Myanmar’s military toppled the civilian government. Now the country’s diverse population is banding together in protest
Dispatches Quick Takes
On May 28, weather radars picked up what meteorologists initially believed to be flash storms brewing just west of Albuquerque, N.M. At first, technicians believed their equipment to be malfunctioning. But eventually meteorologists discovered the true source of the radar images: mammoth swarms of grasshoppers carried overhead up to 1,000 feet by high winds. The clouds of grasshoppers continued for the next three nights.
Faced with an enormous price tag and skittish, big-money investors, Amy Johnson and two business partners needed $220,000 to secure a bank loan to open her dream restaurant. Johnson, a Minneapolis entrepreneur, came up with an idea: Why not sell tiny shares of the planned brewpub in exchange for the promise of free beer for life? The plan worked. Offering free in-house beer for life for any investor willing to pony up $1,000, Johnson found 118 participants—many of whom invested more than $1,000 in order to gobble up more shares of the restaurant. And now that the Northbound Smokehouse & Brewpub has been open for more than a year, Johnson reports that investors didn’t drink them into the red. On average, the brewpub dishes out 17 free beers daily with a cost of 40 cents per beer.
Losing his shirt
You know crime is bad in Phoenix when the police chief gets his own shirt stolen. Phoenix police say Chief Daniel Garcia’s uniform was stolen from Suntown, a local dry cleaners, in early June. “We are not immune to that,” a police spokesman told KTVK. “Our officers, from any rank, really, from time to time become victims of crime.”
Blue light special
To observers, it may have looked like a routine traffic stop on June 2 in St. Augustine, Fla. Matthew Lee McMahon pulled in behind a vehicle, turned on red and blue lights, and ordered the driver to pull over. But 20-year-old McMahon was only impersonating a police officer, and the car he chose to pull over was an unmarked sheriff’s department vehicle driven by Detective Chance Anderson. Detective Anderson knew something was wrong with the traffic stop: St. Augustine is a tightly knit community, and he didn’t recognize McMahon as a law enforcement official. Anderson quickly placed McMahon under arrest, and he was charged with impersonating an officer and unlawfully displaying blue lights.
Beach front property
Kansas City is more than a thousand miles from any ocean, but you wouldn’t know it from looking at Georgianna Reid’s front lawn. Tired of keeping up her yard, the Missouri woman of a certain age converted her grass lawn by covering it with 80 tons of sand. “Now being over 60, I’ve decided that I’ve owned the house for 33 years and that I wasn’t going to mow anymore or water,” Reid told KCTV. City inspectors say that Reid’s beach-style front yard violates no city codes because Reid is using the sand for landscaping purposes.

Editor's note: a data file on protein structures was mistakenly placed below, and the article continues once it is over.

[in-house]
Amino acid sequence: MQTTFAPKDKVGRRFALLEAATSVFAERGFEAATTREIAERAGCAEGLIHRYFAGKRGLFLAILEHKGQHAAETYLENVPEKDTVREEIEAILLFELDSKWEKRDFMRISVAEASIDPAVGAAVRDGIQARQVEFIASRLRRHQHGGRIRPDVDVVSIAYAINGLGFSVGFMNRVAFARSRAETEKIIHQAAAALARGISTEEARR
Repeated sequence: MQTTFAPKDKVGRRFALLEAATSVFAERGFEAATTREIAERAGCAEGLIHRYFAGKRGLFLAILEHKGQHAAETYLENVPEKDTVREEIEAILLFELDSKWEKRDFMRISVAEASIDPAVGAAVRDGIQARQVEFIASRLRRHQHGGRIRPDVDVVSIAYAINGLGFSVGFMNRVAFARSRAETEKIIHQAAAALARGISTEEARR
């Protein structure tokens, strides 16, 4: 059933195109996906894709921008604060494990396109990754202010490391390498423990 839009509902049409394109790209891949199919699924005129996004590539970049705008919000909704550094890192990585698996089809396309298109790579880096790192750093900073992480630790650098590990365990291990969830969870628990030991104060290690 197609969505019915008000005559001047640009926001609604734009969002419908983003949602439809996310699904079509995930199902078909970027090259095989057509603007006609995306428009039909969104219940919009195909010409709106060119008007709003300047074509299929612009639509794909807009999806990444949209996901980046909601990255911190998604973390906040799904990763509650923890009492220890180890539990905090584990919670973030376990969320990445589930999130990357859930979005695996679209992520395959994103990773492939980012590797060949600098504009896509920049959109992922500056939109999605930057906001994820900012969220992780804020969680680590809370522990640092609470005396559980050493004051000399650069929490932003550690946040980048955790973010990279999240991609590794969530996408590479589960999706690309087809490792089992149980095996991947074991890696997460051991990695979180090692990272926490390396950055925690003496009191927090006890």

If you don’t have money for television ads or direct mail, how exactly do you win a campaign for U.S. Congress? For a white Republican named Scott Fistler, the key to winning an Arizona congressional seat will be a name change and a party switch. Fistler, 38, legally changed his name to Cesar Chavez and switched parties in order to run in the Democratic primary for Arizona’s 7th Congressional District seat left open by incumbent Rep. Ed Pastor’s impending retirement. The long-shot candidate’s name change has earned him some free publicity as critics charge him with cynically thinking that voters in the majority Latino district will automatically cast their ballots in the August 26 primary for someone who bears the same name as the famous Mexican-American labor leader who died in 1993.
Employees at a Dunkin’ Donuts shop in Carle Place, N.Y., are glad that Nassau County ambulance medical technician Joseph Biundo wanted some coffee at 4 a.m. on May 30. That’s because, unknown to anyone, a malfunctioning oven vent was leaking dangerous levels of carbon monoxide at the time, and Biundo happened to be carrying a carbon monoxide detector strapped to his hip. When the carbon monoxide detector fired off, Biundo hurried patrons and employees out of the store and then phoned authorities, who were able to pinpoint the source of the leak.
One of a kind
It’s the Honus Wagner card of the stamp world. And if you have $10 million to spare, it could be yours. Auction house Sotheby’s said it planned to auction off the world’s last remaining British Guiana One-Cent Magenta on June 16 in New York. The stamp, originally discovered by a boy in South America in 1873, dates back to 1856 when a late shipment from overseas caused the local postmaster in Georgetown to commission a small emergency printing of stamps. The stamp was last sold in 1980 for nearly $1 million, but the auction house expects the one-of-a-kind stamp to fetch between $10 million and $20 million. To date, the most expensive stamp ever sold went for $2.2 million in 1996.
Police in West Midlands, U.K. released the audio of a particularly specious emergency call they received, and affixed one message: A poorly constructed ice cream cone is not the stuff of which emergency calls are made. On the 999 call—Britain’s version of the 911 system—an irate woman complained to the operator that an ice cream vendor had poorly distributed sprinkles on her dessert. “I know it doesn’t seem much of an emergency but …” the woman said on the call. “The [vendor] has basically he’s given me the ice cream and put the bits on one side, none on the other. … He is refusing to give me the money back and saying I’ve got to take it like that.” Eventually the operator hung up on the angry customer.